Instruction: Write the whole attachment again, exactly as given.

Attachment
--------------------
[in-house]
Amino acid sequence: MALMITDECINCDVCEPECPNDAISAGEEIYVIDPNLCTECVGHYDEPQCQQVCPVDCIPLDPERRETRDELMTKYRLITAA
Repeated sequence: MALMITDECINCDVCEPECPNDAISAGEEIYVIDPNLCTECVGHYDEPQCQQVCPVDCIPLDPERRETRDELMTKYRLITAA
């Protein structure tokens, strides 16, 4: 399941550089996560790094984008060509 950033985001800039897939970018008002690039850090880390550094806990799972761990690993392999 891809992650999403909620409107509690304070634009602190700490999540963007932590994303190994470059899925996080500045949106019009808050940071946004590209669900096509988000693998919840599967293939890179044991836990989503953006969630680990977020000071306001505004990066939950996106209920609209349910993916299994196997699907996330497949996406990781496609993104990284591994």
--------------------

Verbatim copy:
[in-house]
Amino acid sequence: MALMITDECINCDVCEPECPNDAISAGEEIYVIDPNLCTECVGHYDEPQCQQVCPVDCIPLDPERRETRDELMTKYRLITAA
Repeated sequence: MALMITDECINCDVCEPECPNDAISAGEEIYVIDPNLCTECVGHYDEPQCQQVCPVDCIPLDPERRETRDELMTKYRLITAA
């Protein structure tokens, strides 16, 4: 399941550089996560790094984008060509 950033985001800039897939970018008002690039850090880390550094806990799972761990690993392999 891809992650999403909620409107509690304070634009602190700490999540963007932590994303190994470059899925996080500045949106019009808050940071946004590209669900096509988000693998919840599967293939890179044991836990989503953006969630680990977020000071306001505004990066939950996106209920609209349910993916299994196997699907996330497949996406990781496609993104990284591994």